Greet guests personally and make a particular point of writing welcome notes. This will create a more permanent bond and an added sense of loyalty. Get involved in local community efforts and charities. In creating this public profile, you will find it easier to attract better staffing and increase team loyalty as well. There’s more to a job than just the salary; everyone wants to work for a good boss and they may accept a little less in compensation in order to have that.


9. Never eat lunch alone.
Lunchtime is important as it provides you with an opportunity to meet with your staff and build camaraderie in a relaxed environment. Have small group meetings or eat with employees one-on-one to gauge their thoughts. Keep track of who you have seen at lunch and make sure you have not left anyone out. Given that you may have shift employees, you may want to meet them at their designated ‘lunch’ hour, which could be 8 p.m. (make the effort!).

In addition to employees, add lunches with your key suppliers. Quite often you will find that this small act leads to improved performance and potentially improved pricing given a better appreciation of your needs.


10. Read and learn.
You have to stay up-to-date with the latest trends, and not just those directly related to hotels. The world of hospitality is fast-paced and heavily influences by technology. Most digital resources are free. We are all busy, though. Start by devoting 15 minutes daily. Find a time during the day when there is a natural lull or when you feel your energy draining.

Trade show attendance can be expensive as it involves travel and days away from the business grind. In addition to the AAHOA annual conference, my experience is that the one annual convention that North Americans cannot miss is HiTec (coming up this month, June 20–23, in New Orleans). Here you will find emergent technologies that will drive your business for the next decade as well as give you a sense of where guest expectations will be in the near future. There are other trade shows in the investment and financial area which, depending upon your circumstances, may also be of merit.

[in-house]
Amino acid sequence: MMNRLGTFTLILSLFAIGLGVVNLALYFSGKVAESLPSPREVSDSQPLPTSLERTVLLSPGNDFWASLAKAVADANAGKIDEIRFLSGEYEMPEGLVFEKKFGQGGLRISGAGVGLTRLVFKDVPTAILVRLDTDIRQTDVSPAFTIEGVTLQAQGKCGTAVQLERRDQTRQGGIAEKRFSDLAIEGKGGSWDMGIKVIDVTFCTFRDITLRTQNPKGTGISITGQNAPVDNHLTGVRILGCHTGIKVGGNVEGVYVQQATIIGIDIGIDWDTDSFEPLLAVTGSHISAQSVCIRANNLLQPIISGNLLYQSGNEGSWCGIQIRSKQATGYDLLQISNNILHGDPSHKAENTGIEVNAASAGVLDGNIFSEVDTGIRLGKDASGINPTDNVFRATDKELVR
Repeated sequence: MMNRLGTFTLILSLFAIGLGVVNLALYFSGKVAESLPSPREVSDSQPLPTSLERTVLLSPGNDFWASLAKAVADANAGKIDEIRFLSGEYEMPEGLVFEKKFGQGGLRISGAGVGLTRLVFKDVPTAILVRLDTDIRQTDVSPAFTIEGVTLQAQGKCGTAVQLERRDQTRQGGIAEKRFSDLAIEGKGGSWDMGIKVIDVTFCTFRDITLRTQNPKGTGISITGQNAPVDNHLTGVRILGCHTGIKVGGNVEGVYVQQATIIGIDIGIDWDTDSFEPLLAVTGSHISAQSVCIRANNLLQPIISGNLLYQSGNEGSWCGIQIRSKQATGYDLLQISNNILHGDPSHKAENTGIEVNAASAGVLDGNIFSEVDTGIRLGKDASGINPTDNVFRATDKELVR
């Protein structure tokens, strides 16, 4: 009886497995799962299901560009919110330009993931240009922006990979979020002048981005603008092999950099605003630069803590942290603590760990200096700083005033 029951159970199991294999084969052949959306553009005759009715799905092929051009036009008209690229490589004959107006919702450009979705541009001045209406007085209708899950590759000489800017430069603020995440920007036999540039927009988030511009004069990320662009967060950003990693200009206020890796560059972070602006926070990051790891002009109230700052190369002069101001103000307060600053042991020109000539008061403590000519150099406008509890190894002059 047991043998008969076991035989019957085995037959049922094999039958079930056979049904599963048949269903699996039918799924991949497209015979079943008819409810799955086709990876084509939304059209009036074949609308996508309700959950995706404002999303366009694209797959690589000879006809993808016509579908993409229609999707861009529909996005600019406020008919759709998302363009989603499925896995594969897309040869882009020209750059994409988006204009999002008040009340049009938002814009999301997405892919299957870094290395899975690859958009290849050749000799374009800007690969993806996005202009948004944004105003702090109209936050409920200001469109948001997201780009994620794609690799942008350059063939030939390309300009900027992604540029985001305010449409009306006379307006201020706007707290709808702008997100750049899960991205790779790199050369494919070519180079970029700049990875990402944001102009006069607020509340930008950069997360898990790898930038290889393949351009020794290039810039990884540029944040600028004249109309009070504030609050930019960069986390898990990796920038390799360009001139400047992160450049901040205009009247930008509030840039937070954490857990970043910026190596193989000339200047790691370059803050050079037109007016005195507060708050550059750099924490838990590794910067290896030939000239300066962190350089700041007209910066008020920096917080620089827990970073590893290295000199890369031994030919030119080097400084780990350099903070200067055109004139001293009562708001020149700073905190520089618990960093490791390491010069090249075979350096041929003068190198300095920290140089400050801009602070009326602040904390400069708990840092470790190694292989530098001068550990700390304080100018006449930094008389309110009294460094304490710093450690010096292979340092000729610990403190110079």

11. Tour and stay at other properties.
I am sure you have stayed at hotels that are in direct local competition to yours (if not, this is a serious void that needs to be corrected). Additionally, stay at hotels at a similar price point in other cities around the country. Use your curious mind to identify what they are doing right and what they are doing wrong. Then adapt ideas to practices within your own property. Next, stay at luxury or ultra-luxury properties to not only gain inspiration, but also to see what ‘state of the art’ hospitality really means. You will often be amazed at some of the advances and some of the little additions that you can add with very little cost or effort.

If you have a hotel restaurant, eat out regularly and take photos of everything – menus, table settings, prepared dishes, drinks, décor, staff uniforms and entranceways. Ask questions and learn all you can.

Lastly, a bonus to round out this list to a perfect dozen:

BONUS: Live a healthy lifestyle.
If you aren’t feeling 100 percent, then you can’t give 100 percent to your property. Get lots of sleep, eat right and exercise regularly.      ■

Larry Mogelonsky ([email protected]) is the founder of LMA Communications Inc., an award-winning, full-service communications agency focused on the hospitality industry (est. 1991). As a recognized expert in marketing services, his experience encompasses Four Seasons Hotels and Resorts and Preferred Hotels and Resorts, as well as numerous independent properties throughout North America, Europe and Asia.